The path of SaintsIs such; so shall she look from heaven, and seethe road which led her thither.
I tried to control myself, but the seethe of rage almost choked me.
It runs thus: “Take nettles, and seethe them in oil, smear and rub all thy body therewith; the cold will depart away.”
Sphere and block and pyramid ran together, seemed to seethe.
Andrews was left alone amid the seethe of the rain and the tumultuous gurgle of water-spouts.
Early the next morning the town began to seethe in the squares.
Then everything rises, the pavements begin to seethe, popular redoubts abound.
I'd keep dish-water continually boiling, but I'd seethe such suitors: I have had much ado to keep 'em from bloodshed.
Dont you seethe favorites have got so much on their backs, the longer they wheel and turn, the more they take out of themselves?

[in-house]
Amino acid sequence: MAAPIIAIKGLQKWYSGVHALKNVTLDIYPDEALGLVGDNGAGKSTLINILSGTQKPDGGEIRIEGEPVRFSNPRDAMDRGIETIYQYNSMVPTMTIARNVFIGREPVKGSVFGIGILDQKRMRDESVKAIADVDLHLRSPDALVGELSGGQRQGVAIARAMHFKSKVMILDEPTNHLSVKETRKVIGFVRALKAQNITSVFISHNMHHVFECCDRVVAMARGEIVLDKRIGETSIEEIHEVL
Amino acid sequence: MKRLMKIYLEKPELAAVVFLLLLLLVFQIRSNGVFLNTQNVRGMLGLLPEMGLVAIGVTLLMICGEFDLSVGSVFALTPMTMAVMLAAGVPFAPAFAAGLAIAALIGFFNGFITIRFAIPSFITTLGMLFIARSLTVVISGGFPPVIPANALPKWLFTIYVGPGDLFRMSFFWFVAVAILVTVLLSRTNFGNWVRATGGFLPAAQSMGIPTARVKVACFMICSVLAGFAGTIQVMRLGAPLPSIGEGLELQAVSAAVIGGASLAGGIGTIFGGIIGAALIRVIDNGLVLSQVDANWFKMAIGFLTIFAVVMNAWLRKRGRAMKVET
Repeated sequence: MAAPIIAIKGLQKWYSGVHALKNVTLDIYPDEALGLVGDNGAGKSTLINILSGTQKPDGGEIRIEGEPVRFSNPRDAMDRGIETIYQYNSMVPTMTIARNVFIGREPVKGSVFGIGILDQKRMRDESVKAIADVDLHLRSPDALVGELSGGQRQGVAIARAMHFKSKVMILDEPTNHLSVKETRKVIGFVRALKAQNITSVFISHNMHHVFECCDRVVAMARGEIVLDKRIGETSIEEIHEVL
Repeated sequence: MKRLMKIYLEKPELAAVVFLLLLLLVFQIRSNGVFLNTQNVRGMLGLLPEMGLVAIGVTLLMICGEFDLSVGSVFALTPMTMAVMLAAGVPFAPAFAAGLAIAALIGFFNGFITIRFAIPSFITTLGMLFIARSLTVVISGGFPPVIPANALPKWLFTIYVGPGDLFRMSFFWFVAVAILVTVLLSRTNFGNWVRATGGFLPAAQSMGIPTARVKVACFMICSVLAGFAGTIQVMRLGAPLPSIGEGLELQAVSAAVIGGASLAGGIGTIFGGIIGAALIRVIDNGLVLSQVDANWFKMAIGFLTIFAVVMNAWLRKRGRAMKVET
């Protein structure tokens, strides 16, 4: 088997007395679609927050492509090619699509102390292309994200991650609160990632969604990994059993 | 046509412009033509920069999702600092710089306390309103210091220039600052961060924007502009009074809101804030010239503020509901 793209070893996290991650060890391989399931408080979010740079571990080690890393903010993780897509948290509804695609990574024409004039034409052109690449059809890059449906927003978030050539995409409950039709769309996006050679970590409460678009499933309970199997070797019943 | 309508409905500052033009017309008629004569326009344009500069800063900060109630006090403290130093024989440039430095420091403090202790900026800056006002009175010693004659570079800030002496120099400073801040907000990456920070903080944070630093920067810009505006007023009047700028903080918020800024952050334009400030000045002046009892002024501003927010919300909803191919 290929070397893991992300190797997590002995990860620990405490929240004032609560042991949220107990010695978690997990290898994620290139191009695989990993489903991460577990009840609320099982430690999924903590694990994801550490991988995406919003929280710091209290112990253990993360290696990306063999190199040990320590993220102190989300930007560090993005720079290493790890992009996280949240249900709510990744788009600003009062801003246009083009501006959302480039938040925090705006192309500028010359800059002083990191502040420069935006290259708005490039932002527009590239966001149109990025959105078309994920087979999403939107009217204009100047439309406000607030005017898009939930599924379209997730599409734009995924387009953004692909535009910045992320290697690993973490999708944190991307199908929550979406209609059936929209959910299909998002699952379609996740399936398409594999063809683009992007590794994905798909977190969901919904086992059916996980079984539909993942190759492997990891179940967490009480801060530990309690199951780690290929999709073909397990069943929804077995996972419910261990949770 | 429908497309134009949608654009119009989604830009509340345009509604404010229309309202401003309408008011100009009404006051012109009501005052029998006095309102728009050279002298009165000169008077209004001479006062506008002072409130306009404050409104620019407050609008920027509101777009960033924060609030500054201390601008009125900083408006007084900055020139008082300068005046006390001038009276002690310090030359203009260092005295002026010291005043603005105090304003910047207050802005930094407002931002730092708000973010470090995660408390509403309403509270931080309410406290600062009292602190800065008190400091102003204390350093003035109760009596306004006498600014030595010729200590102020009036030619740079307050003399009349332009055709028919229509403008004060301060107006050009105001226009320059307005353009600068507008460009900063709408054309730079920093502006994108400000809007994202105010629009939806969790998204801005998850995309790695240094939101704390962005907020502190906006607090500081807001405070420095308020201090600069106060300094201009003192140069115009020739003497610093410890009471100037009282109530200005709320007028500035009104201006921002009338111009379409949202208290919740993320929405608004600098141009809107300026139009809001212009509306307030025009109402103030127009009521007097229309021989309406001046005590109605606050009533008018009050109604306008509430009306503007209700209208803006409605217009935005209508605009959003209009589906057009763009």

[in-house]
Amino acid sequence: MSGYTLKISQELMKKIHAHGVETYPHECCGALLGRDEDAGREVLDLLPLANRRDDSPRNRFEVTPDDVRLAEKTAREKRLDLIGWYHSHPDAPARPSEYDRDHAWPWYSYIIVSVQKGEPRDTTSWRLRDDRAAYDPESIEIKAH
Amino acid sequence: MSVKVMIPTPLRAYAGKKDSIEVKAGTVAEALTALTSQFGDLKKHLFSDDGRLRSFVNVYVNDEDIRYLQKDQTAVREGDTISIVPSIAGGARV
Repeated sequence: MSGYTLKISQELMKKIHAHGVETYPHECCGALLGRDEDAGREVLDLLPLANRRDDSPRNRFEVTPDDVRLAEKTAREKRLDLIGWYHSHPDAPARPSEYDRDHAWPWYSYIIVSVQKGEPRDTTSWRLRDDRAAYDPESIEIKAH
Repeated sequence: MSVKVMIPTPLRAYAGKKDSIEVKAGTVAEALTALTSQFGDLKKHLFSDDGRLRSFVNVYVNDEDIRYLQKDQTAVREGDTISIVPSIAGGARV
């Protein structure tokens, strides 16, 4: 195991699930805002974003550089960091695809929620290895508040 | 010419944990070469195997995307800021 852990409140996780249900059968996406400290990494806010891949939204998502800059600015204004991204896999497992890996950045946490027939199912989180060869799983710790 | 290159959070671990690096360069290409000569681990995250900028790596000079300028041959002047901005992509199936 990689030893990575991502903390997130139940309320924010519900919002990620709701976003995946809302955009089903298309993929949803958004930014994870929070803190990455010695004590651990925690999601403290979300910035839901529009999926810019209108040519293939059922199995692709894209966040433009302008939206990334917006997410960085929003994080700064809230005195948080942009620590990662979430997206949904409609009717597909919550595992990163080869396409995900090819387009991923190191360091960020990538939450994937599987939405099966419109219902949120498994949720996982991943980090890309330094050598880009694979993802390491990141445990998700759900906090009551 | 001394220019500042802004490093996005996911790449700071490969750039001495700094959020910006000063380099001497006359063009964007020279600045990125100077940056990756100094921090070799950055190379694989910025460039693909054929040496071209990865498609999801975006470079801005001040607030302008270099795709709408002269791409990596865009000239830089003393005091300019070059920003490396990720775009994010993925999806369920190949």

Enough for me: with joy I seethe different doom our fates assign.
Old English seoþan "to boil," also figuratively, "be troubled in mind, brood" (class II strong verb; past tense seaþ, past participle soden), from Proto-Germanic *seuthan (cf. Old Norse sjoða, Old Frisian siatha, Dutch zieden, Old High German siodan, German sieden "to seethe"), from PIE root *seut- "to seethe, boil."
Driven out of its literal meaning by boil (v.); it survives largely in metaphoric extensions. Figurative use, of persons or populations, "to be in a state of inward agitation" is recorded from 1580s (implied in seething). It had wider figurative uses in Old English, e.g. "to try by fire, to afflict with cares." Now conjugated as a weak verb, and past participle sodden (q.v.) is no longer felt as connected.